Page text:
Untangling the Definition of Unstructured Data

With the increasing pulse rate of articles, investments, and activities that feature technologies supporting information governance, auto-classification, and textual analytics, it is important to understand some of the similarities and differences between structured and unstructured data. The following short extract highlights several similarities and differences in these types of data and also shares a reference link to additional considerations and approaches for classifying data.

Extract from an article by Bill Inmon of Forrest Rim Technology

There are at least two schools of thought that are very different about what constitutes the meaning of what is and what is not structured data. One school of thought, as stated previously, is that everything not in a standard DBMS is unstructured. Another definition is that something is unstructured only if there is not a rational way to explain the structure. These are two very different interpretations of what is meant by unstructured. And both viewpoints are perfectly rational and valid. However, they are in conflict with each other. These are just two viewpoints, and there are undoubtedly others on what constitutes the meaning of structured and unstructured data.

Based on some recent research, another less-confusing way for classifying data exists. That classification involves looking at the repetition of data occurrences. Data that occurs frequently, repetitive data, is data in a record that appears very similar to data in every other record. The records are similar in terms of size and structure, and in many cases, even their content is the same. Examples of repetitive data—and there are many—include metering data; click-stream data; telephone call records data, such as time of call, the caller’s telephone number, and the call’s length; analog data; and so on.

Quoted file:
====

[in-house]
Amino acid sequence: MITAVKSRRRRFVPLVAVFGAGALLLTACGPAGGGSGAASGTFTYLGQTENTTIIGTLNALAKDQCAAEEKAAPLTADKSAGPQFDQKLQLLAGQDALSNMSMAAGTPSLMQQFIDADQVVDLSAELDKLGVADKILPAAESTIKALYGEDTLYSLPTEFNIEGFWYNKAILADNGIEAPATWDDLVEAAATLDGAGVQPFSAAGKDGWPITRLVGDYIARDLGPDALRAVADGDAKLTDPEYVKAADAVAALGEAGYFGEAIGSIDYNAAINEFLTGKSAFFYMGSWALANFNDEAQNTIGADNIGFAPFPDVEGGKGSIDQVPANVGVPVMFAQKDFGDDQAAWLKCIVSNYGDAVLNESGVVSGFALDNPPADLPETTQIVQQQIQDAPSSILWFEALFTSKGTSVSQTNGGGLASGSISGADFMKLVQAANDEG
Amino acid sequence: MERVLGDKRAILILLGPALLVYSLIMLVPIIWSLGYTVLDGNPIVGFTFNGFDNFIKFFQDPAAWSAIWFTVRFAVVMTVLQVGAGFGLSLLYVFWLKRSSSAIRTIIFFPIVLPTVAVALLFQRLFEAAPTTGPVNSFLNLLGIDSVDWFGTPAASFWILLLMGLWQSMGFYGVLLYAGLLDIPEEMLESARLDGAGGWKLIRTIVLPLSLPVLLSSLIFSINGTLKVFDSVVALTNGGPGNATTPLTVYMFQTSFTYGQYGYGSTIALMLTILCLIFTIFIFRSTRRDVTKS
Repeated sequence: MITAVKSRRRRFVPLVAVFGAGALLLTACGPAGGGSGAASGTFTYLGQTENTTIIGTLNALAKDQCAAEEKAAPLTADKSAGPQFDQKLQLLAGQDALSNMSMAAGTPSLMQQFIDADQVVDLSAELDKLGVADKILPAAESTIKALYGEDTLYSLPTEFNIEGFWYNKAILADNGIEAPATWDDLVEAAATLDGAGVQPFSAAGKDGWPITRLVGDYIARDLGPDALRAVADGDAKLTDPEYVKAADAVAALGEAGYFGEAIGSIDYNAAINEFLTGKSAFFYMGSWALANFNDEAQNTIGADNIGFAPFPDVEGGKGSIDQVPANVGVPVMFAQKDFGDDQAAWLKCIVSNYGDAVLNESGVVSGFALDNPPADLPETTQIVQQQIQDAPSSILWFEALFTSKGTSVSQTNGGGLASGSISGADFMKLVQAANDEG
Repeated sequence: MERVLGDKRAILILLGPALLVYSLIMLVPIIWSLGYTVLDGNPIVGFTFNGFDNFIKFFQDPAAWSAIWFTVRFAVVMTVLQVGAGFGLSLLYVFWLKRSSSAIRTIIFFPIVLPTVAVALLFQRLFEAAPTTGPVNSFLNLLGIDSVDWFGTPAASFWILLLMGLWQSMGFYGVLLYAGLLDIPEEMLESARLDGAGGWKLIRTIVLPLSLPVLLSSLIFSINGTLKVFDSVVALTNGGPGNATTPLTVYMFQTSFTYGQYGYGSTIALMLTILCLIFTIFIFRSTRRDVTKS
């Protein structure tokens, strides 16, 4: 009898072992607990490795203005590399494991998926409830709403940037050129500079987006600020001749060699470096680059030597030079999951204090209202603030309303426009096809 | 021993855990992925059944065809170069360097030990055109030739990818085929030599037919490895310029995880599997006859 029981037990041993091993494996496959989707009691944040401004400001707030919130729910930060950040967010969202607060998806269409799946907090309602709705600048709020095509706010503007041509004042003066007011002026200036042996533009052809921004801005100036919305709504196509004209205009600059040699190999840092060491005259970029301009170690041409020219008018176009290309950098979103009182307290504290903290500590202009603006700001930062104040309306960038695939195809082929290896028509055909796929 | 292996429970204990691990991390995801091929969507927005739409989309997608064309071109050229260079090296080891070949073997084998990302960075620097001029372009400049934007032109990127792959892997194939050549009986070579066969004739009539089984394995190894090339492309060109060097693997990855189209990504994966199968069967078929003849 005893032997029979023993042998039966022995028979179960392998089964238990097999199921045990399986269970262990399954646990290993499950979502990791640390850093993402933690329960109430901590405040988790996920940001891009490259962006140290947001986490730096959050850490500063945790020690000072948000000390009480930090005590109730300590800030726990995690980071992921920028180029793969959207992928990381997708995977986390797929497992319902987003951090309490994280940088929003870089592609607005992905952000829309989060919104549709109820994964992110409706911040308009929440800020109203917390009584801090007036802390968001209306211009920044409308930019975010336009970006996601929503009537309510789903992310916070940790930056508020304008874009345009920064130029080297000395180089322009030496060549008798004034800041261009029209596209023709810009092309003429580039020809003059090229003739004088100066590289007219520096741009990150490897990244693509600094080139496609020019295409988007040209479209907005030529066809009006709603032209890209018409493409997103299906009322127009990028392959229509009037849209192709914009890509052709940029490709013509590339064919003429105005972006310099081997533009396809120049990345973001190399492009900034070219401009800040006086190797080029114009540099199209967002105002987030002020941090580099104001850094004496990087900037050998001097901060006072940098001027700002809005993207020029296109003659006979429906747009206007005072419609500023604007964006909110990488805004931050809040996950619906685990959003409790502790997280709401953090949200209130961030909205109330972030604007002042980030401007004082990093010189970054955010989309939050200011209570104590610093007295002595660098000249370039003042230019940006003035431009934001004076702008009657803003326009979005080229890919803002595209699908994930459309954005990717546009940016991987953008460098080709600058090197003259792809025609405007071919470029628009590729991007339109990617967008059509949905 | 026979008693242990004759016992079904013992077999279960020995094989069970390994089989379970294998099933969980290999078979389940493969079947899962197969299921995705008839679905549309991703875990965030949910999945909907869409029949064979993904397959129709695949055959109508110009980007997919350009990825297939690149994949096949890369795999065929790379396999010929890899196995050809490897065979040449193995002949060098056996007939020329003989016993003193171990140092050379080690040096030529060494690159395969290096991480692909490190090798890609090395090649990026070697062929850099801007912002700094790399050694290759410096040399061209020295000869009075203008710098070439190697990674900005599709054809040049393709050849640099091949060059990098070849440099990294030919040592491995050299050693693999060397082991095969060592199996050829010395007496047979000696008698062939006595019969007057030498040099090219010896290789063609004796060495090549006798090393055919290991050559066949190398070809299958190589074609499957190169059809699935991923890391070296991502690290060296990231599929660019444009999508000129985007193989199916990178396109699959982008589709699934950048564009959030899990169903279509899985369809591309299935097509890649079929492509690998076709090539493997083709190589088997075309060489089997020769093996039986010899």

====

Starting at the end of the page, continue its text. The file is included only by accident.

The converse of repetitive data, nonrepetitive data, is data in which each occurrence is unique in terms of content—that is, each nonrepetitive record is different from the others. Any similarity of record content, size, or structure that may exist among nonrepetitive data is strictly a matter of chance. There are many different forms of nonrepetitive data, and examples include emails, call center conversations, corporate contracts, warranty claims, insurance claims, and so on.

The many distinctions between repetitive and nonrepetitive data are important. But perhaps the most important distinction is the pattern of business value. Many occurrences of repetitive data in which only a few records are of real business value fall into a typical situation category.